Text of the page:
REMOVING access to over-the-counter codeine products will put unnecessary extra pressure on GPs and hospital emergency departments (EDs), a Hunter pharmacist says.
But that could be avoided if a real-time monitoring system, similar to the one already used for pseudoephedrine, was made mandatory at all pharmacies.
John Jones, a pharmacist at Shortland Pharmacy, said when the Therapeutic Goods Administration (TGA) makes codeine a prescription-only medicine from February 1, people suffering migraines and severe toothaches would present to hospital EDs when after-hours GPs were not available.
“The biggest concern is access to appropriate pain management for people who need short term analgesia with a codeine-containing product,” Mr Jones said.
“And there are certainly a number of situations where it is an appropriate, clinical option for pharmacists to recommend. It takes that clinical decision out of our hands. Worryingly, and more importantly, it is removing access for people who need it and then burdening other parts of the health system to cope with it.”
It could potentially make it more difficult for people with more urgent needs to be seen.
“We’re fortunate to have a real-time monitoring system called MedsASSIST, which is similar to Project STOP, that is used to monitor pseudoephedrine use,” Mr Jones said. “It’s a good way for us to look at the usage, and identify those people who have a problem, or who aren’t managing their pain appropriately, and then help them create a better pain management strategy.”
But Mr Jones said the system needed to be made compulsory for it to work effectively. It is currently voluntary, with only 70 per cent of pharmacies using it.
“It needs to be mandated, like Project STOP,” he said.
“At the moment, there is no way for GPs to monitor someone’s opiate use. So you can go and see three different prescribers, get three different prescriptions, and present to three different pharmacies, and no one has any idea.”
Peter Carroll, a pharmacology professor from the University of Sydney and the University of Notre Dame, said rescheduling over-the-counter codeine products was “a silly solution.”
“All evidence shows that the vast majority of people who buy the over-the-counter codeine-containing analgesics use them appropriately and safely for short term treatment of acute pain,” Professor Carroll said.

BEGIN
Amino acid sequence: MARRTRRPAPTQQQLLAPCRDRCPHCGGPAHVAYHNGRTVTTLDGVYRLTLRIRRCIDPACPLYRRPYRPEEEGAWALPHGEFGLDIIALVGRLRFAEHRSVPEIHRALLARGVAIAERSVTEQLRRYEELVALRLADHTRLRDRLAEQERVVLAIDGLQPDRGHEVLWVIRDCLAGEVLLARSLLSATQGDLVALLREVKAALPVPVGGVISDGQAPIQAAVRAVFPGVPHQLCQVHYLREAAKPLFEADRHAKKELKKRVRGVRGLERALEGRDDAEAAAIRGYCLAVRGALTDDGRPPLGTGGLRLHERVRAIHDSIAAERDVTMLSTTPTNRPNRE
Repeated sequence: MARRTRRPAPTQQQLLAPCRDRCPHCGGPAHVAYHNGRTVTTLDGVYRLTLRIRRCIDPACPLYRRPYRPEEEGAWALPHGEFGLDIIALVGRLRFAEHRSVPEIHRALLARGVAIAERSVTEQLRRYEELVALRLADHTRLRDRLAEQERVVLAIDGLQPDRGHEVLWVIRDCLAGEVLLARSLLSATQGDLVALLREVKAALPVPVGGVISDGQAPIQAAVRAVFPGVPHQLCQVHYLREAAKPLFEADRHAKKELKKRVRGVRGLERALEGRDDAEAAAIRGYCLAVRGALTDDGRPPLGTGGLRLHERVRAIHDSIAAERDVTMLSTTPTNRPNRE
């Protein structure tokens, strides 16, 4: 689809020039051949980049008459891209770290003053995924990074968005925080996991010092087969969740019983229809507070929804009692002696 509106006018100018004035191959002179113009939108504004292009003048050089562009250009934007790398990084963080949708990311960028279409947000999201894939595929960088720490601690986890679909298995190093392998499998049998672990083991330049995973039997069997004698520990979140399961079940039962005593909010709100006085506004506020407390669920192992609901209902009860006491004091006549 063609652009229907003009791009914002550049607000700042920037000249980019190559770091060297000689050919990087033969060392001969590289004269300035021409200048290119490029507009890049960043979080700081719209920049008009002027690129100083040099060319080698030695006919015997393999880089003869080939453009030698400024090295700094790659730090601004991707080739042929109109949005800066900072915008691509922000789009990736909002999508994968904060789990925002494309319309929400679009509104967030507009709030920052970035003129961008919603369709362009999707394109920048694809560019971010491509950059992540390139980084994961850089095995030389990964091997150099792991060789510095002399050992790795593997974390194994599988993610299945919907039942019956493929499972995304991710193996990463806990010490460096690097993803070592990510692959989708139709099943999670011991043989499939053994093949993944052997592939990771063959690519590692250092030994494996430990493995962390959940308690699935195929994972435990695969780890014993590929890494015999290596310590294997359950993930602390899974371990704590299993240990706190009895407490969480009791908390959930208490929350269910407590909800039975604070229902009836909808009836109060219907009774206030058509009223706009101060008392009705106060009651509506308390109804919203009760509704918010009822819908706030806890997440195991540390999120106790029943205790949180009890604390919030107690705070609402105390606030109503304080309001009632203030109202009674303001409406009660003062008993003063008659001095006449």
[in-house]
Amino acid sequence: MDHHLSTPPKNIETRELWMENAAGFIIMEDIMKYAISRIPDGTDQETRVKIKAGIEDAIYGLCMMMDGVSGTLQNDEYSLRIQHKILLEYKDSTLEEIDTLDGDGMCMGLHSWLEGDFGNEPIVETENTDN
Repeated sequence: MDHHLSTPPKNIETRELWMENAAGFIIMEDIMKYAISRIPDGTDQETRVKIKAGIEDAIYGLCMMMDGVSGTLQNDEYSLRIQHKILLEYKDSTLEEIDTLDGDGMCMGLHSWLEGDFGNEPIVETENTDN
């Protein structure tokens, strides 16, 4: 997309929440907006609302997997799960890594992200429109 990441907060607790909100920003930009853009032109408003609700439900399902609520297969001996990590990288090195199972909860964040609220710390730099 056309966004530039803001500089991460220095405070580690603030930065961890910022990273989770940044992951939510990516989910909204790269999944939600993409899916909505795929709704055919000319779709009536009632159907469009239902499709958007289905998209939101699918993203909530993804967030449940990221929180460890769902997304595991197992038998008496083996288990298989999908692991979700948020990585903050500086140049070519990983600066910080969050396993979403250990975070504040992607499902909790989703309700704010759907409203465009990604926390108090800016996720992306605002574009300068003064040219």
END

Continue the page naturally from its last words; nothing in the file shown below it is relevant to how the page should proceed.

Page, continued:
“I don’t think we should be disadvantaging these people, inconveniencing them, costing them money to go to the doctor, when we have a simple solution with the real-time monitoring.”
Professor Carroll said there was “no debate” the alternatives, a combination of paracetamol and ibuprofen, would work – for some.
“Hundreds of thousands” of people could not take ibuprofen, but they could take codeine, he said.
“The people who want to use them after February 1 will have no option but to go to a GP or hospital ED.”
Professor Carroll said 10 per cent of people with asthma could not take ibuprofen, others on blood thinning and some blood pressure medications were also advised to avoid it, for instance.
He said the claims that low doses of codeine were not effective, were “just not true.”
“There is evidence to show it is not true.”
Professor Carroll said if doctors did not bulk bill, patients would have to pay the Medicare gap, and may have to take time off work to go to an appointment.
“In some rural areas – you can’t get in to see a GP for two or three days,” he said.
“You don’t need a doctor to diagnose period pain every time, and you don’t need a doctor to diagnose a toothache or a migraine.
“The bottom line, and the most sensible way out of this – and this is what we’re asking [NSW Health Minister] Brad Hazzard, is to make the real time monitoring of over-the-counter codeine products mandated in all pharmacies.
“All sales would be picked up and allow the pharmacists to continue to giving up to a three-dose supply of this product for the short term treatment of acute pain.
“It will identify the people that are potentially having a problem, and allow the pharmacist to try and get them some help.”
Professor Carroll said the argument that pharmacists were only fighting the changes to “maintain selling the products” was a “silly argument.”
“Even if people get a prescription from a GP, they still have to come back and buy it at the pharmacy. It is not about that. It’s about the community.”